Panelist Philip Corwin, a lawyer from the Internet Commerce Association, expressed anti-trust concerns about the ability of leading internet search providers and web giants like Google and Amazon to control a disproportionate amount of domain digital real estate.
In his oped for the Domain Name News, “New gTLDs: Competition or Concentration? Innovation or Domination?”, Corwin outlines the danger of consolidating popular domain endings in the hands of a few.
“The bids by [Amazon and Google] to acquire new domain names such as ‘.book,’ ‘.shop’ and ‘.movie’ renewed fears among competitors that a powerful few will dominate the Internet marketplace of the future…If Internet users embrace the new domains, the companies that control them could bear considerable influence on Web traffic.”
But corporations are not the only interest to balance. Governments can also act as roadblocks to increasing internet choice and competition. Some more restrictive governments may block certain top-level domains entirely, which can also be referred to as taking “fragmentary” or “cessation” actions.
Moreover, some governments struggle with the technical components of the international regulatory regime said panelist and ICANN board member Bertrand de la Chapelle.
“One of the big challenges is that today the processes that are in place in the intermediaries or in the platforms, the processes that are used by the governments, are usually not documented enough, transparent enough, accountable, and worst of all – or most important of all – they are not well interoperable.”
But countries do not necessarily lag by choice. There is an historic socio-economic, linguistic and regional dimension to internet technology development. These biases continue to manifest in ICANN and its processes, for example, as previously mentioned in terms of the lack of alphabet character diversity. Similarly, the gTLD application regions of origins are telling. According to Jourdan, of the 1930 applications received during the last application window, only 17 were from Africa and only 24 were from Latin America. Europe and North America submitted 675 and 911 respectively.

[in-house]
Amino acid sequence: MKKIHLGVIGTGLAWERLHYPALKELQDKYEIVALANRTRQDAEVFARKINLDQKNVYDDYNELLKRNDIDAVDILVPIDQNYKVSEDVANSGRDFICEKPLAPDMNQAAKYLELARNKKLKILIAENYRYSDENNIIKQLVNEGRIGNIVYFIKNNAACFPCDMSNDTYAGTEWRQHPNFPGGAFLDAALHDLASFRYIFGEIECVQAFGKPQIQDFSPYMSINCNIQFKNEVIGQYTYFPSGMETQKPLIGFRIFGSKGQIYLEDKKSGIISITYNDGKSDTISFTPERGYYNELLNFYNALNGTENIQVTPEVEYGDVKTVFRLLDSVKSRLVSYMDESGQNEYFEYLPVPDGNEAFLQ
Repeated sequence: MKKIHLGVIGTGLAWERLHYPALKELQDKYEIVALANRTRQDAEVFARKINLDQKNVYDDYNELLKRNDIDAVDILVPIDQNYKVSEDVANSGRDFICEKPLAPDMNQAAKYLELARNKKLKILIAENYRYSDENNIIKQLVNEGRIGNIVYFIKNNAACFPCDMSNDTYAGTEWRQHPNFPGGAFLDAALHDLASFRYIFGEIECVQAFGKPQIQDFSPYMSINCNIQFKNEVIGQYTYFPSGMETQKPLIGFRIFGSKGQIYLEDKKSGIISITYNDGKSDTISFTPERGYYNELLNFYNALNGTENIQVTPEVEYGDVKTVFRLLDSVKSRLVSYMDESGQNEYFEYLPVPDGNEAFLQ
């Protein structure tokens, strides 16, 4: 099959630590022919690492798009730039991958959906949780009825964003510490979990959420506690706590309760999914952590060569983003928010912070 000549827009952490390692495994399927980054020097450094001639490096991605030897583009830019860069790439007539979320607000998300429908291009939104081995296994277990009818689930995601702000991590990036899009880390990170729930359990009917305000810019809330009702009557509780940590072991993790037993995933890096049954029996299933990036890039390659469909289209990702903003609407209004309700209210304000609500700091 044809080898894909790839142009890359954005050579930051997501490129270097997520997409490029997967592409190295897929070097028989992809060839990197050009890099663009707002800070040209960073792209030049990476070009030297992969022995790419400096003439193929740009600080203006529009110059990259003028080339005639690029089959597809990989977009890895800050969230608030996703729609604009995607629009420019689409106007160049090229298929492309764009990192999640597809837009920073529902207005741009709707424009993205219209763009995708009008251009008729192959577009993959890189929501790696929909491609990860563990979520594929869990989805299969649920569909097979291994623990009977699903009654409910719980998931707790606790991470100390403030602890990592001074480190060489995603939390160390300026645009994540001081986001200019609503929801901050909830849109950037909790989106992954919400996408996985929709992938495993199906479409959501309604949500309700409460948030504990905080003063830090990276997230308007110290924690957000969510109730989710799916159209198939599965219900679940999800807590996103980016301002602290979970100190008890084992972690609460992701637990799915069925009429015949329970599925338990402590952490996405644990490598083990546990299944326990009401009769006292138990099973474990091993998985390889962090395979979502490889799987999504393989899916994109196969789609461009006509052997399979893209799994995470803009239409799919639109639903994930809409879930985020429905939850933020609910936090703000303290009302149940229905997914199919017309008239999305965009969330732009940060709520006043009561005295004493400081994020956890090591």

What it all means
There seems to be general consensus among the digital classes that ICANN has the authority to continue and develop norms for assigning internet names and numbers. Having one established internet regime, no matter how much room there may be for improvement, is helpful to provide a single, credible forum to debate these crucial contemporary issues. The next job is increasing the diversity of voices in that forum.
There is still much to be done by way of reducing the commercial biases of ICANN and its processes, as well as creating more objective and transparent processes. To paraphrase from Professor Mueller, if ICANN is going to have a bias, then let it be for liberal democratic principles.
Those interested in promoting the public interest of domain assignment can visit the NCUC membership page.
The Noncommercial Users Constituency (NCUC) is the home for civil society organizations and individuals in the Internet Corporation for Assigned Names and Numbers (ICANN) Generic Names Supporting Organization (GNSO). The NCUC is a Constituency within the Noncommercial Stakeholder Group (NCSG) at ICANN. With real voting power in ICANN’s policy making and Board selection, it develops and supports positions that favor noncommercial communication and activity on the Internet. The NCUC is open to noncommercial organizations and individuals involved in education, community networking, public policy advocacy, development, promotion of the arts, children’s welfare, religion, consumer protection, scientific research, human rights and many other areas. I agree to advocate a non-commercial public-interest position.
Denise Brunsdon is a JD/MBA candidate at Western University.